Music interview: The Quick and The Dead
The Quick and The Dead are just about to drop their self-titled, second album. We have a chat with Rhys Duursma from the band:
Hi Rhys, Thanks for taking the time out to speak with us at Something You Said.
Hey, thanks for having me.
Firstly, congratulations on your new album. For those who haven’t had the pleasure of listening to The Quick & The Dead, how would you describe your sound?
Cheers! We’re a Southern-Rock band with a side serving of Blues. Some day’s that has a little folk thrown in the mix as well.
What subject matter do your lyrics tend to revolve around when it comes to writing and formulating?
For me lyrics are generally written as a direct result of ideas or questions that I’m processing at the time. I place a lot of value on belief, the pursuit of truth and the way those two things interact with the day to day, so that usually comes out when I write. My questions find their home in a Christian faith so there’s also some wrestling with how that affects the mix of ideas. On this album I experimented with concept writing as well so there are four tracks (Chapter I, II, III, IV) scattered through the album that tell a tale of cowboys, whiskey and pistols.
Your previous EP Folk ‘N Flight was recorded in a very organic manner as a collective jam session, but this album is the first that you recorded where the instruments on the songs were all tracked individually. New methods present new challenges, what was the most difficult aspect to recording in the way?
We get excited about capturing the feeling of a moment not getting a perfect song that’s lifeless. So the exciting part of this record was obviously the creative freedom of adding/redoing whatever we felt the song needed. The difficulty I guess was not getting carried away with that and still focusing on getting the raw life of the song coming through. We’ve been playing most of these songs live for a while though so the groundwork was already there. Also convincing my brother that he didn’t need to add in ‘just one more’ lead guitar was hard at times, hahaha.
I hear hints of White Stripes, You Am I and Ben Kweller throughout The Quick & The Dead. Were there particular genres and artists you were all listening to in the lead up to the album that ever so subtly crept into what produced?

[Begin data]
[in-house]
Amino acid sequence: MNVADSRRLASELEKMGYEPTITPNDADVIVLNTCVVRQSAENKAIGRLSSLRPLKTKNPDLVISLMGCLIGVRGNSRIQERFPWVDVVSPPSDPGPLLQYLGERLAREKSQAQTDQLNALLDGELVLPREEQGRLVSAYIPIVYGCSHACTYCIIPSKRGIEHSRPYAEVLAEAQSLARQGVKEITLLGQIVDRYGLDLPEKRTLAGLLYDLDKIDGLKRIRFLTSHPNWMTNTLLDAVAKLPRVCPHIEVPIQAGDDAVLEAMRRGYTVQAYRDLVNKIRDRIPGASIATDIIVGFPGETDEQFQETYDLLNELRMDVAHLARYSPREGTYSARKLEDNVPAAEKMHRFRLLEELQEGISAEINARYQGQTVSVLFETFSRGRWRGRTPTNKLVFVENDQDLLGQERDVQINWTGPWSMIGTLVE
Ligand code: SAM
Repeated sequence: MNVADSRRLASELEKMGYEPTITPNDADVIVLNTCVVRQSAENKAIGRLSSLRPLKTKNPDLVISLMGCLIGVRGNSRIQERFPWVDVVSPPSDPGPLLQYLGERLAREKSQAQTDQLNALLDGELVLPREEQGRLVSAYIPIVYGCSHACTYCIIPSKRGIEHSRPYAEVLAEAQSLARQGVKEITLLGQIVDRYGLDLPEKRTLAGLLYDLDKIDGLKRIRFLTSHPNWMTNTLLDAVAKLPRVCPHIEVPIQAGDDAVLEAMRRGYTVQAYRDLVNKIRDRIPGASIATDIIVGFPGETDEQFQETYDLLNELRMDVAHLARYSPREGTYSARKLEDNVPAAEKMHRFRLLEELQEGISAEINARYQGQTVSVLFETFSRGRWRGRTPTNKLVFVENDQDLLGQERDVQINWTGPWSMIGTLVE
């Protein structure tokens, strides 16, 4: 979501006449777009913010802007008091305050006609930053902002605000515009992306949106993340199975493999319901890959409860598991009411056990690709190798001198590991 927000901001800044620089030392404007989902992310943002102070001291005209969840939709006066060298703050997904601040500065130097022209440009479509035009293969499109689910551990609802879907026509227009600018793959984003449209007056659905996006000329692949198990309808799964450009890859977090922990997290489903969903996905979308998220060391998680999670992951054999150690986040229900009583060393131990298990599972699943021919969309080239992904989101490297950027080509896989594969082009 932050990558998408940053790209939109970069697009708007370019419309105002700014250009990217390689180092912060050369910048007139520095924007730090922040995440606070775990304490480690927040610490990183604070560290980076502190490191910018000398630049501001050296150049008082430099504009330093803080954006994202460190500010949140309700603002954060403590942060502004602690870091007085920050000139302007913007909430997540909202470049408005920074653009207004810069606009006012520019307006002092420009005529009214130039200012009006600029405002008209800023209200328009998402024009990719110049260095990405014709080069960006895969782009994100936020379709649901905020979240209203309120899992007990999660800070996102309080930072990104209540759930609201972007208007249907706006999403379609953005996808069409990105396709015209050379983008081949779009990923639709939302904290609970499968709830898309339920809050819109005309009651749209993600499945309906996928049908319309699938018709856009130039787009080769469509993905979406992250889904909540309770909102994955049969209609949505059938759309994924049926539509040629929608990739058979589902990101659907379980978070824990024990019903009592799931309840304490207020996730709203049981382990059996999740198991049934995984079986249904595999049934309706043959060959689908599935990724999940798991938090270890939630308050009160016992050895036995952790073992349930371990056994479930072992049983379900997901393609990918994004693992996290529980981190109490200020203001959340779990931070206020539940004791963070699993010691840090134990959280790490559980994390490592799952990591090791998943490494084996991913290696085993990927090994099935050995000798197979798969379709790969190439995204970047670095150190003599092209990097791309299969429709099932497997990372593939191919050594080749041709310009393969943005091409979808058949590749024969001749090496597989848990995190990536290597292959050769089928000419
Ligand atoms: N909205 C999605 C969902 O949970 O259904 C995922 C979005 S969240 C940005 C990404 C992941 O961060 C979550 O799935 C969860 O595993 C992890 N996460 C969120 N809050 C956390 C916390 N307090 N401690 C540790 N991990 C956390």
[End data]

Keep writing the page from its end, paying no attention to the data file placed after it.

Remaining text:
The songs were written over two years so there’s a bit of variety in influence which I think comes through in the different songs. We were listening to a lot of old blues artists, Jack White is definitely an influence, Tom Petty, Cry of Love, Josh Garrels, Robert Cray band, Aaron Gillespie, U2, Zeppelin, Maylene & the sons of disaster, Foo Fighters…
How has the (rural) living and landscape of Glenrowan come to bear on your music?
That’s an interesting question, I guess just being a little more isolated than some means we don’t have much of a music scene to influence the way we do things. So it’s meant that we’ve just really worked out our own way of doing things and written music that we like. It’s definitely made it necessary to be versatile in the way we perform so that we can suit a variety of settings.
Remaining truly independent, you have written, recorded and produced all of your work. Whilst on one hand you have complete freedom but on the other it must be incredibly challenging to hold the line when you are responsible for every aspect of the production process?
We were actually talking about mixing and mastering this album ourselves but when we got to it we just decided we needed another perspective, because we were so close to the songs. It was the right choice and we were really happy with how the tracks came out but part of me still wanted to be in control. Being so independent is just natural for us, everyone that we’ve chosen to work with we already had a prior relationship with so we knew where they were coming from and a rough idea of what they’d bring to the equation. It may get harder in the future but for the moment all the extra work is definitely still worth it to us.
You finished an East Coast tour not so long ago. What was one of the most memorable gigs and why?
We got sick. So driving through roadworks in summer holiday traffic to Sydney, with passengers throwing up in a lunch box all day next to you, then trying to pull ourselves together for a show. That was pretty memorable, hahaha. Not really the best kind of memorable…
What does the rest of 2016 have in store for you?
In the next few months we have two weddings and a baby due within the band. So we’ll just be playing some local shows and starting to write new tunes for a bit.
For news on their upcoming album and to keep up to date with the band in general, follow them on Facebook.
Interview by Courtney Dabb.